America’s Foreign Policy Amateurs

What was the most shocking thing about the Iraq War? One of the most shocking (and least discussed) things was surely this: the very fact that such a naive and poorly informed crowd like the neo-cons had been able to come so close to the center of US policy making. Neo-conservatives never did represent anything more than a sliver of academics and experts in either IR or Middle East Studies; this was no cabal of PhDs in Arabic or Islam. Yet nonetheless, it was the neo-cons who ended up in positions to shape America’s response to 9/11.

In this light, Daniel McAdams has been asking an excellent question, this time about the Obama administration: Who is Ben Rhodes (pictured above)?. [An earlier version of the same question asked here].

Actually, it’s not a good question. We know who Ben Rhodes is: he’s a thirty-something year-old with a B.A. from Rice, and a Master of Fictional Arts (sic) from NYU. Oh, that and: at 24 Rhodes got to co-write the 9/11 commission report; later co-wrote the Iraq Study report; then came to serve as Obama’s core foreign policy speech writer; wrote Obama’s all-important addresses in Cairo and Jerusalem; was a larger player in leading Obama to use force in Libya; and is now apparently important in convincing Obama to take a more active stance in Syria.

So the question is not: ‘Who is Ben Rhodes’? The question is: How on earth is Ben Rhodes one of the most decisive voices in determining American foreign policy?

Just two small passages from the NYT “profile of power” on Rhodes, the writing process of which it is hard to imagine not being constantly interrupted by irrepressible bursts of laughter:

“Two years ago, when protesters thronged Tahrir Square in Cairo, Mr. Rhodes urged Mr. Obama to withdraw three decades of American support for President Hosni Mubarak of Egypt. A few months later, Mr. Rhodes was among those agitating for the president to back a NATO military intervention in Libya.
[…]
In many ways, Mr. Rhodes is an improbable choice for a job at the heart of the national security apparatus. An aspiring writer from Manhattan, he has an unfinished novel in a drawer, “Oasis of Love,” about a woman who joins a megachurch in Houston, breaking her boyfriend’s heart.”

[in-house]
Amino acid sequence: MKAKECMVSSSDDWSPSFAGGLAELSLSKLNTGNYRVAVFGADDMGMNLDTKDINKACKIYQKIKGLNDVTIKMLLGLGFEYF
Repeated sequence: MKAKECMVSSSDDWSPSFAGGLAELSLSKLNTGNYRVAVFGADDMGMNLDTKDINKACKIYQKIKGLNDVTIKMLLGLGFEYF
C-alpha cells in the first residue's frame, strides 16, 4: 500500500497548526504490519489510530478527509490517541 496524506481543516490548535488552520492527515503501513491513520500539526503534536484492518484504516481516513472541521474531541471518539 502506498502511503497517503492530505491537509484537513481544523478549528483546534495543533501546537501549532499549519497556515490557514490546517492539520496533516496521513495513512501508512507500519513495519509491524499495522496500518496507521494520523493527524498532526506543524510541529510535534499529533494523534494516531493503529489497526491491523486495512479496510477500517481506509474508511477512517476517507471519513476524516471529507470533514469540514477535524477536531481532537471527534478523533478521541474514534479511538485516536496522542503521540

What is going on here? America is the land of the best academies in the world. There are thousands upon thousands of Arabic-speaking Middle East experts, men and women who have studied both American foreign policy and the Middle East, and who can move seamlessly between detailing the Battle of Karbala and providing impromptu translations of rebel videos on youtube, all the while stirring the most authentic-tasting tabouleh you’ll ever find outside the Levant. So why is it a 30-something-year-old MFA from Houston who Obama turns to when wondering how to shape the US-Arab rapprochement, whether to drop a three-decade standing alliance with a dictator, or whether to intervene in the most messy Middle Eastern civil war since Lebanon?

More illuminating (and astonishing) insight into the functioning of Obama’s strategic team can be gathered from Rhodes’ own mouth, in two passages from a 2011 address to his alma mater Rice:

“I think the most interesting moment was on February 1st when President Mubarak made kind of his first speech that clearly wasn’t meeting the demands of the protesters. We were actually meeting in the situation room at the time with the president and the national security team, stopped the meeting, turned on the TV set, and sat there like everybody else watching the speech. And then turned it off and decided how to respond to it.

[…]

One of the principles I’ll say in conclusion is that […] the President was very adamant from the beginning of these protests is that we see them as opportunities, not as crises. That, for all the challenges to stability in the region, and there are many, and all the important relationships to the US, that when people are standing up for their universal rights […] the currents of history are very much moving into the right direction in that part of the world.”